Dems lead by 9 points in House generic ballot: poll

 Dems lead by 9 points in House generic ballot: poll

Democrats hold a 9-point lead over Republicans in the House generic ballot five weeks before the midterm elections, according to a Harvard CAPS/Harris poll released exclusively to The Hill on Monday.

Forty-five percent of registered voters said they’d vote for the Democratic candidate in their congressional district, compared to 36 percent who said they’d support the GOP candidate. Fifteen percent remain undecided.

Democrats’ 9-point advantage trends with other generic ballot surveys that show the party in a good position to flip the 23 seats they'll need to retake the House in November.

The RealClearPolitics polling average has Democrats with a more than 7-point lead over Republicans on congressional generic ballots.


Democrats also hold a double-digit edge when voters are asked about which parties’ candidate they’d support in Senate and governor’s races in November.

In states with Senate races, 47 percent said they’d back the Democratic candidate, while 36 percent would vote for the Republican. And in states with gubernatorial races, 45 percent of respondents back the Democratic candidate and 32 percent support the GOP challenger.

When it comes to party brands, both major parties have similar underwater favorability ratings. Forty-two percent of voters approve of the Democratic Party, while 58 percent disapprove. Meanwhile, the GOP has a negative favorability of 41-59 percent.

“We continue to show a blue edge going into the last month though the public disapproves of both parties by wide margins,” said Harvard CAPS/Harris Poll co-director Mark Penn.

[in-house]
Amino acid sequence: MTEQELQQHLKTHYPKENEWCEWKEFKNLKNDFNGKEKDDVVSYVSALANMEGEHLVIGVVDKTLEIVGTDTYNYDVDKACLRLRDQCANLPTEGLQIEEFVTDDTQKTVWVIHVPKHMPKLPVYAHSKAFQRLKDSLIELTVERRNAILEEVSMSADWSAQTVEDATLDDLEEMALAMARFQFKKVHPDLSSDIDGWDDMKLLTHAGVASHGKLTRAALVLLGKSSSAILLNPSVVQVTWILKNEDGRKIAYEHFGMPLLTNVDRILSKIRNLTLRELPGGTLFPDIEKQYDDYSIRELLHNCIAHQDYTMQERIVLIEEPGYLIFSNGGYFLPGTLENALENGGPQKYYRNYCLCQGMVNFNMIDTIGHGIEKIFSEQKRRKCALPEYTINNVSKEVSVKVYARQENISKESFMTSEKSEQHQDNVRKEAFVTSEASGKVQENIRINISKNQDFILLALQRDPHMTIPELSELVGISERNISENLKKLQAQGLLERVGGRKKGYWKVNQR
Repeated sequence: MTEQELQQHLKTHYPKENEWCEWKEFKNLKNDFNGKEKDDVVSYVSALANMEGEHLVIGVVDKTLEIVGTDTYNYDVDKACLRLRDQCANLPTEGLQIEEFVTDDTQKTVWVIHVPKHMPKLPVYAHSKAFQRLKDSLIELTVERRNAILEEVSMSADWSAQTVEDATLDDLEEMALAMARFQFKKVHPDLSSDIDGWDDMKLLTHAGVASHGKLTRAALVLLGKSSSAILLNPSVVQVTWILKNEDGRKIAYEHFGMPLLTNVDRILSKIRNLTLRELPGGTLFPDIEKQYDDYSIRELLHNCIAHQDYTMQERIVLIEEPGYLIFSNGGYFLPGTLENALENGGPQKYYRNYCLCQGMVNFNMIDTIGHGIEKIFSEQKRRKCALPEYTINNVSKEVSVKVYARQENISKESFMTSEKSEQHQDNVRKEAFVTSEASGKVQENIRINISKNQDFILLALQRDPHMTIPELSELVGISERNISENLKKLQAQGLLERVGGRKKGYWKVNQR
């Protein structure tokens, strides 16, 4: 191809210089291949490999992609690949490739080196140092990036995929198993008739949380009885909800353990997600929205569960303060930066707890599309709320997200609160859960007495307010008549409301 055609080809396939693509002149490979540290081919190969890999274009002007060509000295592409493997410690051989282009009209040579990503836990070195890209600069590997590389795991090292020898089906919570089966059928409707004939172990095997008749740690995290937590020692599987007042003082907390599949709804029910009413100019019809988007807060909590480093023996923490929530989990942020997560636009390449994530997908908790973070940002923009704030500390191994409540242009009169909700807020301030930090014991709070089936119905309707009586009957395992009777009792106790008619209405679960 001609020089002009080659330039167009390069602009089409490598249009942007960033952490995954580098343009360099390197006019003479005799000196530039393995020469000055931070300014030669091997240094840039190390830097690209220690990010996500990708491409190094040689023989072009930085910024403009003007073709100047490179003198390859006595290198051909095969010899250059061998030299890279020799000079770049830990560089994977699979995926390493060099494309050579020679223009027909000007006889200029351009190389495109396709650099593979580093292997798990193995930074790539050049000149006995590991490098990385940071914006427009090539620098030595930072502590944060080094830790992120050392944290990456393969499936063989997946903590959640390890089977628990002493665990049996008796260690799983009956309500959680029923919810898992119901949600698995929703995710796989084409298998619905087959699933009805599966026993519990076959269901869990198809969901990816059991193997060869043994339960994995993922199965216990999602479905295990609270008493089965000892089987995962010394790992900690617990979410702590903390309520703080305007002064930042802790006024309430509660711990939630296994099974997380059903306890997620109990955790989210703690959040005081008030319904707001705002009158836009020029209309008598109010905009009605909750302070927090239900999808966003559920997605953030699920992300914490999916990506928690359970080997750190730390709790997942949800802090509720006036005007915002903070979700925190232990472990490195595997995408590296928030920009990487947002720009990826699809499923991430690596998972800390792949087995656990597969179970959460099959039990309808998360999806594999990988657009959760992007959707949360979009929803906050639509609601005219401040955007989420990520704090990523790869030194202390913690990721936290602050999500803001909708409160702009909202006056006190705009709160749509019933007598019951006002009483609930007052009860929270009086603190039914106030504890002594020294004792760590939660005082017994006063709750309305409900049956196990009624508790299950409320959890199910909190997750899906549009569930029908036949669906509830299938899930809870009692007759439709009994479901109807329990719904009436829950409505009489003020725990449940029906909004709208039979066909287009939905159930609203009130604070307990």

“The voters are set for a typical congressional midterm swing against the party in the White House absent any developments here.”

The top issue for voters is health care, with 37 percent making it their biggest priority, according to the poll.

Democrats have been seizing on improving health care as a key message this cycle, including through ads that spotlight a Republican-led lawsuit that seeks to overturn ObamaCare, imperiling a popular provision that protects those with pre-existing conditions.


Another top priority for voters is immigration, which was picked by 33 percent of voters. Many Republican candidates have, like President TrumpDonald TrumpGiuliani used provisional ballot to vote in 2020 election, same method he disparaged in fighting to overturn results Trump gets lowest job approval rating in final days as president Fox News' DC managing editor Bill Sammon to retire MORE, sought to use immigration and border security as a wedge issue in top Senate and House campaigns.

Republicans have also been touting the strength of the economy under the current administration, but the economy and jobs ranks number four in terms of top issues at 24 percent.

The Harvard CAPS/Harris Poll online survey of 1,228 registered voters was conducted September 26 to 27. The partisan breakdown is 37 percent Democrat, 32 percent Republican, 29 percent independent and 2 percent other.

The Harvard CAPS/Harris Poll is a collaboration of the Center for American Political Studies at Harvard University and The Harris Poll. The Hill will be working with Harvard/Harris Poll throughout 2018.

Full poll results will be posted online later this week. The Harvard CAPS/Harris Poll survey is an online sample drawn from the Harris Panel and weighted to reflect known demographics. As a representative online sample, it does not report a probability confidence interval.